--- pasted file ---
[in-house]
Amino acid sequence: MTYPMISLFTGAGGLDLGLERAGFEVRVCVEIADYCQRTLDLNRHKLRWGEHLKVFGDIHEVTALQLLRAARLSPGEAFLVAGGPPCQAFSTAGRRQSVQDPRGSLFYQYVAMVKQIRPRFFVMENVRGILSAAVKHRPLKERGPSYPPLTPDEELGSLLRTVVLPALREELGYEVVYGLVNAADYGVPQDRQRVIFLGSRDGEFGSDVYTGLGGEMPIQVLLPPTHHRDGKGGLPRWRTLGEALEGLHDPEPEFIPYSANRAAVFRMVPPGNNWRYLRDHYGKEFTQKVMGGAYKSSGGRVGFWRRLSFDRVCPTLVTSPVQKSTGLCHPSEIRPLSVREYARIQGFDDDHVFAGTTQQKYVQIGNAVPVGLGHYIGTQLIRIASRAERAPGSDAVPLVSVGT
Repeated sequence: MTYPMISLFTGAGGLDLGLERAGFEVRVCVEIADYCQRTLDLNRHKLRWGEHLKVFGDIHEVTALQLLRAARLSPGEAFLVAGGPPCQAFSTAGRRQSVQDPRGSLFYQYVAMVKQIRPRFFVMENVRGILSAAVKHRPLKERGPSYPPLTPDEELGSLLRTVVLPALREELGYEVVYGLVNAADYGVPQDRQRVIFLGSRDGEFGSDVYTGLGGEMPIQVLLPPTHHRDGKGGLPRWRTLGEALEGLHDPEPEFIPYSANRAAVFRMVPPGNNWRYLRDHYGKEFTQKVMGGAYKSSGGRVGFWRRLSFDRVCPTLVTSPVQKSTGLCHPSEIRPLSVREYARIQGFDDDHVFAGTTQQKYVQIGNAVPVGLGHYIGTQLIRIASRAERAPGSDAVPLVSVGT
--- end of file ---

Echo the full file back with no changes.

[in-house]
Amino acid sequence: MTYPMISLFTGAGGLDLGLERAGFEVRVCVEIADYCQRTLDLNRHKLRWGEHLKVFGDIHEVTALQLLRAARLSPGEAFLVAGGPPCQAFSTAGRRQSVQDPRGSLFYQYVAMVKQIRPRFFVMENVRGILSAAVKHRPLKERGPSYPPLTPDEELGSLLRTVVLPALREELGYEVVYGLVNAADYGVPQDRQRVIFLGSRDGEFGSDVYTGLGGEMPIQVLLPPTHHRDGKGGLPRWRTLGEALEGLHDPEPEFIPYSANRAAVFRMVPPGNNWRYLRDHYGKEFTQKVMGGAYKSSGGRVGFWRRLSFDRVCPTLVTSPVQKSTGLCHPSEIRPLSVREYARIQGFDDDHVFAGTTQQKYVQIGNAVPVGLGHYIGTQLIRIASRAERAPGSDAVPLVSVGT
Repeated sequence: MTYPMISLFTGAGGLDLGLERAGFEVRVCVEIADYCQRTLDLNRHKLRWGEHLKVFGDIHEVTALQLLRAARLSPGEAFLVAGGPPCQAFSTAGRRQSVQDPRGSLFYQYVAMVKQIRPRFFVMENVRGILSAAVKHRPLKERGPSYPPLTPDEELGSLLRTVVLPALREELGYEVVYGLVNAADYGVPQDRQRVIFLGSRDGEFGSDVYTGLGGEMPIQVLLPPTHHRDGKGGLPRWRTLGEALEGLHDPEPEFIPYSANRAAVFRMVPPGNNWRYLRDHYGKEFTQKVMGGAYKSSGGRVGFWRRLSFDRVCPTLVTSPVQKSTGLCHPSEIRPLSVREYARIQGFDDDHVFAGTTQQKYVQIGNAVPVGLGHYIGTQLIRIASRAERAPGSDAVPLVSVGT